A Short Guide to Fibromyalgia

By Daniel J. Wallace; Janice Brock Wallace | Go to book overview

2
Who Gets Fibromyalgia
and Why?

HOW PREVALENT IS FIBROMYALGIA?

Until recently, nobody knew how many people had fibromyalgia. Sev⁃ eral surveys suggest that while 2 percent of the adult U.S. population have full-blown fibromyalgia (3.5 percent of adult women and 0.5 percent of adult men), 11 percent have chronic widespread pain and 20 percent have chronic regional pain. Recently, Dr. Larry Bradley at the University of Alabama has found that for every diagnosed fibromyalgia patient in the United States, there is an undiagnosed individual who has the requisite tender points, but never seeks medical attention for this. This has been termed community fibromyalgia. A survey in Great Britain found that 13 percent of the population had chronic widespread pain, 72 percent of whom sought medical attention for it. Of those, 21 percent fulfilled the ACR criteria for fibromyalgia. In other words, of individuals with chronic neuromuscular pain, less than half have diag⁃ nosed fibromyalgia or community fibromyalgia.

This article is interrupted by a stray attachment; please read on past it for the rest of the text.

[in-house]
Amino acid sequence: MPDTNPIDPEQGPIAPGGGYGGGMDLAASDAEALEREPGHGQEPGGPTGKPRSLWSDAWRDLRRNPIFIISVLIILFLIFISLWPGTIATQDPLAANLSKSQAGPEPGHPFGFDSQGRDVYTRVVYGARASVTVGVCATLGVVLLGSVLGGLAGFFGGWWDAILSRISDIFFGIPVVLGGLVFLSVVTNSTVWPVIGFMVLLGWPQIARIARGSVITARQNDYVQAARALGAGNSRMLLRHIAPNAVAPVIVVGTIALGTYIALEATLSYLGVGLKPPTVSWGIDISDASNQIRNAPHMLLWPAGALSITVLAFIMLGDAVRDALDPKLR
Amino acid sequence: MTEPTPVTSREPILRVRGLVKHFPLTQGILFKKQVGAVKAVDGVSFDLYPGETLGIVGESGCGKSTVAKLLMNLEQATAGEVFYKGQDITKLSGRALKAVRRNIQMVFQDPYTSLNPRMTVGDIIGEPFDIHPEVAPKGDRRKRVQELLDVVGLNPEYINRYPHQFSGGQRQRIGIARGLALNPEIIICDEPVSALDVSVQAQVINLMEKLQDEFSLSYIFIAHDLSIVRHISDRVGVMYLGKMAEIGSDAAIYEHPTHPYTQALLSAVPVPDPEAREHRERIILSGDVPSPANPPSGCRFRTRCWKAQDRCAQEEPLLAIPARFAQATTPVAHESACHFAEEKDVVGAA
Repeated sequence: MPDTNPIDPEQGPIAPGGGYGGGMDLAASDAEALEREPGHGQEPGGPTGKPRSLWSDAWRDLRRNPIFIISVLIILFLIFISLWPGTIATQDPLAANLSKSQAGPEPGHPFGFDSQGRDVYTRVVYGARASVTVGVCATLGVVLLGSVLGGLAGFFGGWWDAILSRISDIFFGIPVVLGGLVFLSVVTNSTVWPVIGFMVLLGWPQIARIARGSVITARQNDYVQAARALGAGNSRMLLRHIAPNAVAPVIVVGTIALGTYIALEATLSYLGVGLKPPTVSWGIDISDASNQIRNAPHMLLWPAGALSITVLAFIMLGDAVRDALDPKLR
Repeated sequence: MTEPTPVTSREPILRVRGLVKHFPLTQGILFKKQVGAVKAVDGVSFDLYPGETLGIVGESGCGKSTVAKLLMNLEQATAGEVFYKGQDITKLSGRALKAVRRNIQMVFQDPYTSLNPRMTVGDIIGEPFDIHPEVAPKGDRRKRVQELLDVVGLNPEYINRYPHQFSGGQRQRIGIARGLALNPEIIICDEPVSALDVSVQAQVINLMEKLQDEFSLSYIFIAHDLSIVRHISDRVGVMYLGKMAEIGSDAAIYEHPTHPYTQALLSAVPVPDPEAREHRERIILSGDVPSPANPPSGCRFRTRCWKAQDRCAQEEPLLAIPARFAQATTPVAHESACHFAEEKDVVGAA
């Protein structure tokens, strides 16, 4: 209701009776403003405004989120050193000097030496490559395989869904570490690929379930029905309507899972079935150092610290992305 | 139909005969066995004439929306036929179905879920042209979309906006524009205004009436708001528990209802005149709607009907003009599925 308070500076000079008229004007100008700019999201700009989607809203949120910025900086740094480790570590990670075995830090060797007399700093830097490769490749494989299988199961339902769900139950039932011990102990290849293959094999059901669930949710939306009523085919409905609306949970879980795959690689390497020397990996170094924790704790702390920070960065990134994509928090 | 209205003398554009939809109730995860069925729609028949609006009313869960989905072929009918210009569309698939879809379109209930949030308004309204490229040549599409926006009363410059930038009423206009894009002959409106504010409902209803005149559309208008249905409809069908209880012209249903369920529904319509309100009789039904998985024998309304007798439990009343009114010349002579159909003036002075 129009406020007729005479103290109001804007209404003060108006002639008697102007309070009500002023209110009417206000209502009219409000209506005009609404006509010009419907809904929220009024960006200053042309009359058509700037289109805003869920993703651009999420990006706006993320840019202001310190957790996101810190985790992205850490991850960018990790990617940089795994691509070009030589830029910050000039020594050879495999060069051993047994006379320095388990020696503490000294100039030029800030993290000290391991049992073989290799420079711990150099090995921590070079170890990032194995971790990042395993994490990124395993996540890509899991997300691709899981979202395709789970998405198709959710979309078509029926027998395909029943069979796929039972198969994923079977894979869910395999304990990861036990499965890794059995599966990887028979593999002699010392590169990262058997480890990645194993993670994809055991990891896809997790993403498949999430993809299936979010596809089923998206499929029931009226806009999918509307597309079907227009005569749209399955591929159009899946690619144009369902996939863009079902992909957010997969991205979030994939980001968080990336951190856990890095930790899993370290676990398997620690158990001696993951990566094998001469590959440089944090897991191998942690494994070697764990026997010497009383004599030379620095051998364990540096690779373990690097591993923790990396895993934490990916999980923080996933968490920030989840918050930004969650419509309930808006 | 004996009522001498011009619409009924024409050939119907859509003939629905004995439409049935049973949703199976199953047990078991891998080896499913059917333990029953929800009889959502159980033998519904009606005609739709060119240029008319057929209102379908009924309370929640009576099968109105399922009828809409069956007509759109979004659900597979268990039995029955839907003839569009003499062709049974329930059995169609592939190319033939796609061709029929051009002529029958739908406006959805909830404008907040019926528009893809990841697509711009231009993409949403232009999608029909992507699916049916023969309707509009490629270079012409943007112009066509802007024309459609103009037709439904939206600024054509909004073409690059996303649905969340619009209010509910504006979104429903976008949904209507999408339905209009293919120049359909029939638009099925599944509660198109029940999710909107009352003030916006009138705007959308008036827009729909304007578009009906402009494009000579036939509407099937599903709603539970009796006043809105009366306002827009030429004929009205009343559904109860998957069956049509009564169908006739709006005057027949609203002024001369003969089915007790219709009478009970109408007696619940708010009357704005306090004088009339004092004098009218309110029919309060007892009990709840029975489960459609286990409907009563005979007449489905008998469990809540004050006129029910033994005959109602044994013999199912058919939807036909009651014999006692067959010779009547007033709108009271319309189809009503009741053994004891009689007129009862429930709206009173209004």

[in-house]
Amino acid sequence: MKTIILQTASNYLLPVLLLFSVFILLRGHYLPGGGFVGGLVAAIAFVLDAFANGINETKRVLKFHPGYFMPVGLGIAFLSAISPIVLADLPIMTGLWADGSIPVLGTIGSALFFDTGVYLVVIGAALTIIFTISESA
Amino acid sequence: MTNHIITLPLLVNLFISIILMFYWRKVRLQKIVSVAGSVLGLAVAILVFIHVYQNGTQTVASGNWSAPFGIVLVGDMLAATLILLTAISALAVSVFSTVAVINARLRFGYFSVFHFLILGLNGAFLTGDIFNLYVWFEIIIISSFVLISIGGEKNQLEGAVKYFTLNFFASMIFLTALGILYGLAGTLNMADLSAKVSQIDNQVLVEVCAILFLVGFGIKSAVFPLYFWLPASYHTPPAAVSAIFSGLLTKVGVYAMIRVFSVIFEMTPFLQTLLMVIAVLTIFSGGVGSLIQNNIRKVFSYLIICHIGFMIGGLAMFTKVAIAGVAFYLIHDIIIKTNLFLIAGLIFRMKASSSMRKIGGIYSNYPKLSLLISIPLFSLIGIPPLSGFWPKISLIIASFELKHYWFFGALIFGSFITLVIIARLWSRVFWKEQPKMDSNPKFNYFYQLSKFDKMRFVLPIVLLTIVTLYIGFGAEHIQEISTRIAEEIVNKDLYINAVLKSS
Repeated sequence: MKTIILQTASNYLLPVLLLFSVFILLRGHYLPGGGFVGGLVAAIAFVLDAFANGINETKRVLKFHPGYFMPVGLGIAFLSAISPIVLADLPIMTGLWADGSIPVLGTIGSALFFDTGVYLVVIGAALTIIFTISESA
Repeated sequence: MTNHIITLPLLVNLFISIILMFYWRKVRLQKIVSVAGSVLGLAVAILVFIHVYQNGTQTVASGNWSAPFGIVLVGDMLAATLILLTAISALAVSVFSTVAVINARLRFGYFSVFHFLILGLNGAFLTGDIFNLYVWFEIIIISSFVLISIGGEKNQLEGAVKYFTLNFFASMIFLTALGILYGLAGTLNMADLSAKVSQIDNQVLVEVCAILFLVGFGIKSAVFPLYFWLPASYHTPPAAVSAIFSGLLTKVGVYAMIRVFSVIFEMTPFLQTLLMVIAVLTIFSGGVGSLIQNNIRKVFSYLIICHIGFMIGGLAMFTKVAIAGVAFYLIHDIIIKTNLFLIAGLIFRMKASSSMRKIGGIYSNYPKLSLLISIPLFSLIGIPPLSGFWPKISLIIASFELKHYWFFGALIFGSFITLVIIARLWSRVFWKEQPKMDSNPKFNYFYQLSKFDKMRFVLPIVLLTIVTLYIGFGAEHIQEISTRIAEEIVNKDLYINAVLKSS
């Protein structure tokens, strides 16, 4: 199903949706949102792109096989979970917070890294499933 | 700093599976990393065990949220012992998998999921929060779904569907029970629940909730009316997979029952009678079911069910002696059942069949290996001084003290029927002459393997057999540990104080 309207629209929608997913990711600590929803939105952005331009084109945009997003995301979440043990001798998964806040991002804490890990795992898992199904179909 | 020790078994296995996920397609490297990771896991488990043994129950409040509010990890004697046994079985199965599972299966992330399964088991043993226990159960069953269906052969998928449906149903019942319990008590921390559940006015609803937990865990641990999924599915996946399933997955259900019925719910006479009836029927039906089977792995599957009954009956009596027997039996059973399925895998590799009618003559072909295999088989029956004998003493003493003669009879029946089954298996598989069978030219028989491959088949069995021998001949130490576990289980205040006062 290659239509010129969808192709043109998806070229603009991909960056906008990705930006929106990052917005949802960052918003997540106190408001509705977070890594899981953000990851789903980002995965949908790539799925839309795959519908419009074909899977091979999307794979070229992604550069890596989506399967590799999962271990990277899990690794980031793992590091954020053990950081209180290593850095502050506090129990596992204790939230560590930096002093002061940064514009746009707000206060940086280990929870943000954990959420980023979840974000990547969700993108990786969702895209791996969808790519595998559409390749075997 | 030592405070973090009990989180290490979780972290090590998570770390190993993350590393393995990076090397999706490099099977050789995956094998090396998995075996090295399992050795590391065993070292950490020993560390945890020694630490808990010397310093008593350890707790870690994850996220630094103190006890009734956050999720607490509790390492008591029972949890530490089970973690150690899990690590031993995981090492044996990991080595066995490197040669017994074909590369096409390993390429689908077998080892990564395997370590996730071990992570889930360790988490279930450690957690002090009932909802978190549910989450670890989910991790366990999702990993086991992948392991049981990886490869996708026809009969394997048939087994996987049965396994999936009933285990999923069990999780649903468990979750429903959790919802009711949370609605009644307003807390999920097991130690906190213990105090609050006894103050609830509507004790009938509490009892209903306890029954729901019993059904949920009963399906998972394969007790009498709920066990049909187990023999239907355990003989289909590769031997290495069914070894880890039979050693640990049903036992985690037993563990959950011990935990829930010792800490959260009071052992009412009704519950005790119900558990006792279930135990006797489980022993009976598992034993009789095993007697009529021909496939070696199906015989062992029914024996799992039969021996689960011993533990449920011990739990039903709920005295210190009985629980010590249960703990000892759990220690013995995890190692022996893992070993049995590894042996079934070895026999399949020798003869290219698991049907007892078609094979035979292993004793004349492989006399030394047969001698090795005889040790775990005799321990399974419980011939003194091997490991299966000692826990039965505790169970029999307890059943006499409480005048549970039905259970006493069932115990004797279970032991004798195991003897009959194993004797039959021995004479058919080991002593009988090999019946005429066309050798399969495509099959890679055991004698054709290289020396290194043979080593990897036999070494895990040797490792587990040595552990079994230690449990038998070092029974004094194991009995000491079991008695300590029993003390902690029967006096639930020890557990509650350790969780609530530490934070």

Fibromyalgia is the third or fourth most common reason for con⁃ sulting a rheumatologist. Approximately 15–20 percent of all patients seeking rheumatology referrals have fibromyalgia. The 5,000 rheuma⁃ tologists in the United States who are trained in internal medicine and subspecialize in managing more than 150 musculoskeletal and immune system disorders are very familiar with the diagnosis and treatment of fibromyalgia.


WHO DEVELOPS FIBROMYALGIA?

Even though 1 American in 50 has fibromyalgia, the syndrome is dis⁃ tributed unevenly across the population, meaning 80–90 percent of patients with the condition are women. (One theory contends that women

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